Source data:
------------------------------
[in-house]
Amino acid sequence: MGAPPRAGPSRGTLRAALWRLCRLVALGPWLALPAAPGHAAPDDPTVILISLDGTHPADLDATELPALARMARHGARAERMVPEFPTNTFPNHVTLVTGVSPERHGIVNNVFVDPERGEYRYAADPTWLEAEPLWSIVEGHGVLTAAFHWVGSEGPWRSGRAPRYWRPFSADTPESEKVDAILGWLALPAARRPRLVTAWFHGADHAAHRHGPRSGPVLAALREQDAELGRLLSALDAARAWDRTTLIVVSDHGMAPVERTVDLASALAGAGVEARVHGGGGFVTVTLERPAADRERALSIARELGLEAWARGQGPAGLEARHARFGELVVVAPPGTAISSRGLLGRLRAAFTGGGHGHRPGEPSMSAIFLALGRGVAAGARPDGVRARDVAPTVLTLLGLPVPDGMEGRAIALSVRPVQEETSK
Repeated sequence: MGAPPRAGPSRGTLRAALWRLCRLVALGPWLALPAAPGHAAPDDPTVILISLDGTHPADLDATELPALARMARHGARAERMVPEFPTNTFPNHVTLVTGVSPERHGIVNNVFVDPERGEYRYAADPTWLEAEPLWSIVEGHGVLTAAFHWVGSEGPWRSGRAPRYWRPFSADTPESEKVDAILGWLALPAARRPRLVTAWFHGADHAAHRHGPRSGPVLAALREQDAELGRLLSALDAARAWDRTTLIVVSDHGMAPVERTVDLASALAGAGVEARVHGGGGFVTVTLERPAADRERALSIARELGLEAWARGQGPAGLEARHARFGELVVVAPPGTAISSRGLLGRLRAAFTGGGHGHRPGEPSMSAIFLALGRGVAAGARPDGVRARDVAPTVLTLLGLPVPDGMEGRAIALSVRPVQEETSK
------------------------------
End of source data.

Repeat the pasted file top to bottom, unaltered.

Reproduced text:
[in-house]
Amino acid sequence: MGAPPRAGPSRGTLRAALWRLCRLVALGPWLALPAAPGHAAPDDPTVILISLDGTHPADLDATELPALARMARHGARAERMVPEFPTNTFPNHVTLVTGVSPERHGIVNNVFVDPERGEYRYAADPTWLEAEPLWSIVEGHGVLTAAFHWVGSEGPWRSGRAPRYWRPFSADTPESEKVDAILGWLALPAARRPRLVTAWFHGADHAAHRHGPRSGPVLAALREQDAELGRLLSALDAARAWDRTTLIVVSDHGMAPVERTVDLASALAGAGVEARVHGGGGFVTVTLERPAADRERALSIARELGLEAWARGQGPAGLEARHARFGELVVVAPPGTAISSRGLLGRLRAAFTGGGHGHRPGEPSMSAIFLALGRGVAAGARPDGVRARDVAPTVLTLLGLPVPDGMEGRAIALSVRPVQEETSK
Repeated sequence: MGAPPRAGPSRGTLRAALWRLCRLVALGPWLALPAAPGHAAPDDPTVILISLDGTHPADLDATELPALARMARHGARAERMVPEFPTNTFPNHVTLVTGVSPERHGIVNNVFVDPERGEYRYAADPTWLEAEPLWSIVEGHGVLTAAFHWVGSEGPWRSGRAPRYWRPFSADTPESEKVDAILGWLALPAARRPRLVTAWFHGADHAAHRHGPRSGPVLAALREQDAELGRLLSALDAARAWDRTTLIVVSDHGMAPVERTVDLASALAGAGVEARVHGGGGFVTVTLERPAADRERALSIARELGLEAWARGQGPAGLEARHARFGELVVVAPPGTAISSRGLLGRLRAAFTGGGHGHRPGEPSMSAIFLALGRGVAAGARPDGVRARDVAPTVLTLLGLPVPDGMEGRAIALSVRPVQEETSK